Released September 26, 2023
Artist Sought to Paint Governor’s Official Portrait
INDIANAPOLIS — The tradition of Hoosier artists creating portraits of Indiana’s governors dates back more than 150 years. Now, the state has opened the search for the next artist to join that tradition and paint the official portrait of Gov. Eric Holcomb for the historic Indiana Governors’ Portrait Collection.
The Indiana State Museum and Historic Sites is accepting applications online through Oct. 23 and will coordinate the selection process to determine the painter who will receive the honor of the commission. Once complete, the approximately 42-inch by 32-inch oil or acrylic painting will become the 55th portrait in the collection, which is managed by the Indiana State Museum and Historic Sites.
To be considered, artists must be a resident or native of Indiana or a graduate of an Indiana institution of higher learning. Preference will be given to Indiana residents. Additionally, artists will need to visit www.in.gov/arts/apply and submit an application that includes the following:
- Resume or curriculum vitae, which should include past portrait experience and commissions, a list of their work in public collections, past exhibitions and art training.
- An artist’s statement about their approach to portrait painting. Specific ideas about this commission may also be included but are not required.
- Six to 10 digital color samples of their portrait work, including some detail, to be uploaded to the application website.
- A proposed dollar amount required for the commission. The cost of framing should not be included in the artist’s fee.
- Contact information, including email and mailing addresses and phone numbers.
- Applicant’s schedule must be flexible and open to travel. All travel costs will be reimbursed.
- Questions about the application process should be directed to Indiana State Museum and Historic Sites Chief Curator and Research Officer Susannah Koerber at [email protected] or 317-233-1991.
All applications will be reviewed by a panel that includes representatives from the Indiana State Museum and Historic Sites, the Indiana Arts Commission, the Office of the Governor, professional artists and curators. The panel will select the finalists based on the following criteria:
- Artistic excellence.
- Previous experience with portrait commissions.
- Demonstrated ability to successfully complete the commission.
The announcement of the chosen artist is anticipated by Jan. 31, 2024. The new painting is expected to be complete by late summer 2024 and the unveiling of the official portrait is planned for fall 2024.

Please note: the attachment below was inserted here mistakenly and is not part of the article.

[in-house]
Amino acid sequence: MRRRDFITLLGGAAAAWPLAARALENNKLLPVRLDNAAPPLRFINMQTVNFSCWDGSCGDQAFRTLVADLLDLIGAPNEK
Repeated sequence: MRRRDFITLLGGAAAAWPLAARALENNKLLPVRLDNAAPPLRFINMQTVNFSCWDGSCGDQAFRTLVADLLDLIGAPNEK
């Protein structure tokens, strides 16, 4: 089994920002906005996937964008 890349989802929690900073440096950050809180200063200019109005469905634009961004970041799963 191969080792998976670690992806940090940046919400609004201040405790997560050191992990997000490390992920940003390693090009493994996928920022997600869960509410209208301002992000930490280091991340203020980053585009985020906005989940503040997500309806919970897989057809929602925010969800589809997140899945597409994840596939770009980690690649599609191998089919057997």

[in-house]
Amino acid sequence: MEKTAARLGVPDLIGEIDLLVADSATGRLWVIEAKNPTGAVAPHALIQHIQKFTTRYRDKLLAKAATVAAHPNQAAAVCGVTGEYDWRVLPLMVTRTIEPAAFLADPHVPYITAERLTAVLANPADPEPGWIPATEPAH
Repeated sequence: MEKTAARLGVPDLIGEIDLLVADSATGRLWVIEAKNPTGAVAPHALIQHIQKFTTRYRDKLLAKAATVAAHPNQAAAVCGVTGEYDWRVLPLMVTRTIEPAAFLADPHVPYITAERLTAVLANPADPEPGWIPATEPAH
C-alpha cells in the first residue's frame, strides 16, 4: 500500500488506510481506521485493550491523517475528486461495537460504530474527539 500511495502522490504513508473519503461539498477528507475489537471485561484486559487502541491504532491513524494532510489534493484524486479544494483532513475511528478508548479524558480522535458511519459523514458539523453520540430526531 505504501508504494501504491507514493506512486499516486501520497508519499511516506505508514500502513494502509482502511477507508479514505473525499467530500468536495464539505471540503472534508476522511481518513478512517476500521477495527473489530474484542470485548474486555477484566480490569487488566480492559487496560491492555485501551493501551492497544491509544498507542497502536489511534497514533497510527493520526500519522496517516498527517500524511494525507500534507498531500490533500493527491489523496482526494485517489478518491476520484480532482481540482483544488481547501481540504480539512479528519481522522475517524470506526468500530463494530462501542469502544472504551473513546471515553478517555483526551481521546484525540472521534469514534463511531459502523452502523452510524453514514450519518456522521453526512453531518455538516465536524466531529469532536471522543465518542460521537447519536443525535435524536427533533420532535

The artist’s commission and framing of Holcomb’s portrait will be paid through private funding, as done in years past. Any remaining funds will be maintained by the Indiana State Museum and Historic Sites for the preservation and exhibition of the Indiana Governors’ Portrait Collection.
The state’s first official gubernatorial portrait was created in 1869 for then-Gov. Conrad Baker, and every Indiana governor before and since has been commemorated on canvas. Many of the 54 portraits currently in the collection are on display in the offices of the statehouse.
The artist chosen for this commission will join the esteemed ranks of notable Hoosier painters, including T.C. Steele, Marie Goth, who was the first woman to paint an Indiana governor’s official portrait, and Mark Dillman, who created the last painting added to the collection in 2017 — that of former U.S. Vice President and Indiana Gov. Mike Pence.
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The Indiana State Museum and Historic Sites is a statewide museum system with 12 locations, offering visitors a chance to engage with Indiana’s past and present and see how their actions help shape the future. At each location, visitors are invited to explore big questions and create lasting experiences that will resonate long after each visit ends. Whether interested in art or architecture, history or science, there’s something for everyone and every interest. The Indianapolis museum is located in White River State Park in the heart of downtown Indianapolis. The historic sites are located across the state, stretching from Rome City in northeastern Indiana to Evansville in the southwest.